"Tum button dabao aur machine bolega peee! Aur hum bajadenge BJP ka teee (You press the button and I'll take care of the rest)!"
—Laloo Prasad Yadav demonstrating the use of EVMs
The battle may be for Delhi. But the mahayudh in Bihar is centred around one man. And it's not Vajpayee and "pheel good". It's the badshah of Bihar, the self-styled punk cowherd of Indian politics. As the BJP's Rajiv Pratap Rudy says at every meeting in Chapra, it's all "feel bad, feel bad, feel bad" in Bihar. The Opposition rhetoric is about how Laloo Prasad Yadav has taken the state to its ruin after 15 years in power.
Yet, it's very likely that Laloo will inflict some losses on the BJP-JD(U) alliance that currently holds 30 of the state's 40 Lok Sabha seats. With his RJD having sewn up a formidable alliance with Ram Vilas Paswan's Lok Janshakti, the Congress and the CPI(M), every seat in the state is witnessing what in Bihar is called "takkar ki ladai". Such cliffhangers will decide the fate of several central ministers. Two BJP colts, Rudy and Shahnawaz Hussain, could bite the dust, though some JD(U) leaders from the socialist stable like Nitish Kumar, George Fernandes and Digvijay Singh are likely to romp home. Sharad Yadav, again facing Laloo in Madhepura, would be extraordinarily blessed if he could repeat his fluke win.
For love him or hate him, there's no denying that after one of the longest innings in power, Laloo continues to mesmerise the people of Bihar. He is perhaps the only politician who can make even the visiting journalist part of his campaign speech. At Patepur village in Hajipur, the Outlook team is summoned to the roof of his rath. "Dilli ke mashoor patrakar aye hain aapke gaon. Kyunki ek hi beta hai Bihar ka jisne bola kaun mai ka lal kehta hai ki Hindu rasthra banayega (Journalists from Delhi have come to your village because only one son of Bihar is ready to challenge the communal forces)."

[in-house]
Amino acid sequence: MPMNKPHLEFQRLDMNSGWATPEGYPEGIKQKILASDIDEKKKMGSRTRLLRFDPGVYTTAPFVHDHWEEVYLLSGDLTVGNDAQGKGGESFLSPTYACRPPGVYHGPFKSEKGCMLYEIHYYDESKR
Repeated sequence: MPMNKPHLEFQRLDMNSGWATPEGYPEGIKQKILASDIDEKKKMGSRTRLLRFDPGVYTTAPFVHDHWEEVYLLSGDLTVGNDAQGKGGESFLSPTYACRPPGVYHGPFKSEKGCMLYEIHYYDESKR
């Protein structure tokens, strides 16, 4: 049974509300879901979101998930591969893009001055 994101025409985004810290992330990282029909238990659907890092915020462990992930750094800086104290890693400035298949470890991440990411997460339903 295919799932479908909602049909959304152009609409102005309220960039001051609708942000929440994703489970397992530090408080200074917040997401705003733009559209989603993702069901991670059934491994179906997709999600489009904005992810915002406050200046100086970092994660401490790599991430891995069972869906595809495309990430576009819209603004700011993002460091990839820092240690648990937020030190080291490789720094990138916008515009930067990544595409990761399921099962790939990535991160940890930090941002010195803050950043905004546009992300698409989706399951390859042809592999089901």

Laloo doesn't make speeches. He conducts a dialogue with his electorate. The day is spent making a few whistlestop halts in his helicopter. But from 5 to midnight, Laloo travels in his 'garib chetna rath'. He doesn't take the main roads or the state highways. Instead, it's a tortuous back-breaking journey through the potholed dirt-tracks and roads of rural Bihar.
As night falls, there is a halt every few minutes. There are a few characteristic Laloo jokes in Bhojpuri. He remonstrates the crowds for allowing the "communal phorce" to win so many seats in 1999. But the thrust of his campaign is to demonstrate the use of the EVM on his dummy machine. "Agar machine peeee nahin bolta to dal mein kuch kala hai. Tum phir se harmonium wala button push karo...darna nahin machine se (If the machine doesn't go peee, there's something wrong. Press the button again. Don't be afraid of it)." In village after village, he goes through the customary 'peee...teee' rigmarole.
The social profile of Laloo's supporters is presumably such that they could be intimidated by a machine. But none of them seems to be intimidated by Laloo. An old gaunt woman complains about an electricity pole that gives no power. A young boy cribs about having to walk a long distance to school. Give us better roads, potable water, they say. A local schoolteacher puts it succinctly: "Laloo gave the poor a voice. Now they are asking for more."